Another coup for Guatemala?

Arévalo won a surprise landslide victory, but there have been efforts to stop him taking office

Guatemala protest
Guatemala's citizens have taken to the streets to protest in support of Arevalo
(Image credit: Luis Vargas/Anadolu Agency via Getty Images)

Is history repeating itself in Guatemala?

Nearly seven decades after the Central American country's first democratically elected government was toppled, there are warnings that the son of Juan José Arévalo, the first president of that historic democratic movement, might suffer the same fate.

Bernardo Arévalo won a surprise landslide victory in the presidential election in August, standing on an anti-corruption platform. But the political turmoil in the country has continued since, with electoral officials suspending his centre-left Semilla party. 

Brazil's president Luiz Inácio Lula da Silva warned fellow world leaders last week of the risk of another coup in Guatemala. This was echoed by Francisco Mora, the US ambassador to the Organization of American States, who said Washington was "deeply concerned" by efforts to "undermine democracy" in the country.

The outgoing Guatemalan president Alejandro Giammattei condemned "unnecessary international involvement" in the election and its aftermath, and insisted there would be a peaceful transition. But not everyone is convinced.

Arévalo is due to take office in January but prosecutors are investigating "alleged anomalies in its registration as a party", said France 24. And the conservative National Unity of Hope party, whose candidate Sandra Torres lost the presidential run-off vote to Arévalo, has "continued to make unsubstantiated accusations of irregularities in the vote count", Al Jazeera reported. 

International and local observers have refuted the allegations, confirming the election as free and fair. Yet investigations have continued, with police "opening boxes with sealed ballots", Al Jazeera added, prompting "international outcry".

Arévalo has "unleashed the wrath of the country's conservative elite", said María Aguilar for US magazine Jacobin. "According to the calculations of the economic, political, and military elites, conservative sectors that have historically dominated the country, Arévalo’s triumph should not have happened."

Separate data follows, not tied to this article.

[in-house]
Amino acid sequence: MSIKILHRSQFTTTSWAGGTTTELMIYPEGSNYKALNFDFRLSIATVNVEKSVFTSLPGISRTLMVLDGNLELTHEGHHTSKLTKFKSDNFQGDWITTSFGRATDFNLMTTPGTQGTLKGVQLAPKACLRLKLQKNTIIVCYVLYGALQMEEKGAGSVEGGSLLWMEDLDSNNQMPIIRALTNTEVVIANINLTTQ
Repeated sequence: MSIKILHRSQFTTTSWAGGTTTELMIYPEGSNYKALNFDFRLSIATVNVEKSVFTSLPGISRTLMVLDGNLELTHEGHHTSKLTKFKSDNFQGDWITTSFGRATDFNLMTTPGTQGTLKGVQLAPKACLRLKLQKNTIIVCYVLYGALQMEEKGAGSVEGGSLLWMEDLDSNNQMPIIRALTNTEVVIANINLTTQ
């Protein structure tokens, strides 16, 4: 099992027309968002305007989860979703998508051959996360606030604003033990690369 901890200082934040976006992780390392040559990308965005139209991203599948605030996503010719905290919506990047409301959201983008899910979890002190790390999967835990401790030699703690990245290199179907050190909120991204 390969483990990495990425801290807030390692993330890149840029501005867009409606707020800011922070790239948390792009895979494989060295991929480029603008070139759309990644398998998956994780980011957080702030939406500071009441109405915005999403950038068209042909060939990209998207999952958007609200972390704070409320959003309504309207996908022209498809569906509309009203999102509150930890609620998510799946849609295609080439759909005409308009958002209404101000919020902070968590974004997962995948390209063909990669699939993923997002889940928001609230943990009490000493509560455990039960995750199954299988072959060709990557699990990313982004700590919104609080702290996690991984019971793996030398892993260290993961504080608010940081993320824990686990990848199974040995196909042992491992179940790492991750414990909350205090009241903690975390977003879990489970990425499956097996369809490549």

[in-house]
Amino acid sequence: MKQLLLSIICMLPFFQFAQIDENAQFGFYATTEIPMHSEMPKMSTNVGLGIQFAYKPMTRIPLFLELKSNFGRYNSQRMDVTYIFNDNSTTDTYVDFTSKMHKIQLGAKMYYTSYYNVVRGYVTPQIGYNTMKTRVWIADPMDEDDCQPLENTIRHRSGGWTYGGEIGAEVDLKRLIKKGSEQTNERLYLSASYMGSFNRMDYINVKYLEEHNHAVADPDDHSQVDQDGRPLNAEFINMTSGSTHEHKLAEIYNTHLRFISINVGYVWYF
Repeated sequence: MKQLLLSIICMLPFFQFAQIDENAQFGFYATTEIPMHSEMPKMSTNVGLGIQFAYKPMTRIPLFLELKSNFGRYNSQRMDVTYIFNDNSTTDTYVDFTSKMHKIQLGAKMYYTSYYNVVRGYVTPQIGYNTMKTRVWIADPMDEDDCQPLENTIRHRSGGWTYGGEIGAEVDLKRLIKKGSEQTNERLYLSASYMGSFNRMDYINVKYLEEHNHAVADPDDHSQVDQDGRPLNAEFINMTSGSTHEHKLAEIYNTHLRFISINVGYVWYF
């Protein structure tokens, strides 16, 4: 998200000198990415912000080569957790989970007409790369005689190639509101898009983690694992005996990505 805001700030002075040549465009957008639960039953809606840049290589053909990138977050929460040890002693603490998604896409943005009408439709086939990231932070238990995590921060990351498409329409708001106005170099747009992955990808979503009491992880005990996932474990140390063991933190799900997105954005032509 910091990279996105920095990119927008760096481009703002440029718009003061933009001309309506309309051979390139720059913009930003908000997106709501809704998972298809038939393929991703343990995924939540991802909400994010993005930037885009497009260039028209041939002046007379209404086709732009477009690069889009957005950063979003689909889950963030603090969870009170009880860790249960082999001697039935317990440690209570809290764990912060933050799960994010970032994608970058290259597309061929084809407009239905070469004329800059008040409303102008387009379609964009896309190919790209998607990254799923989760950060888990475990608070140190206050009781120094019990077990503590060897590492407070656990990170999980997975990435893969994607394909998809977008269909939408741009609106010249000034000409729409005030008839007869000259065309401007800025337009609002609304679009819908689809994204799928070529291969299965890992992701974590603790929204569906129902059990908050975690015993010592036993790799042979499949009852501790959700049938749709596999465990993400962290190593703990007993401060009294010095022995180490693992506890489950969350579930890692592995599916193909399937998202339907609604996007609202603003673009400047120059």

Arévalo walks in the long shadow of political turmoil. His father, Juan José Arévalo, led a revolution of his own in 1944 and subsequently won a landslide election victory, making him Guatemala's first democratically elected president. His foray into democracy was short-lived as the "experiment was crushed" by a CIA-orchestrated coup in 1954, Will Freeman wrote for Americas Quarterly. This opened the door to "decades of military rule" before the country transitioned to a civilian government in 1986. 

Now Bernardo Arévalo is taking up "the banner of democratic change as his country again slips toward autocracy".

Historically, Guatemalans have shown "among the lowest" level of support for democracy in Latin America, according to the AmericasBarometer survey. But protests in the capital Guatemala City in support of Arévalo last week "suggest that the efforts by some officials to derail his presidency have awakened a new will among many citizens to defend democracy", said The Associated Press.

Arévalo said he has "tried his own legal maneuvers to stop those who want to keep him from power", but he also called on "businesspeople, farmers, Indigenous groups, and workers" to take to the streets to "reject what has been happening".

"What is at stake is not the future of the party," he told AP News. "What is at stake is the reality, the viability of democratic institutions."

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Rebekah Evans joined The Week as newsletter editor in 2023 and has written on subjects ranging from Ukraine and Afghanistan to fast fashion and "brotox". She started her career at Reach plc, where she cut her teeth on news, before pivoting into personal finance at the height of the pandemic and cost-of-living crisis. Social affairs is another of her passions, and she has interviewed people from across the world and from all walks of life. Rebekah completed an NCTJ with the Press Association and has written for publications including The Guardian, The Week magazine, the Press Association and local newspapers.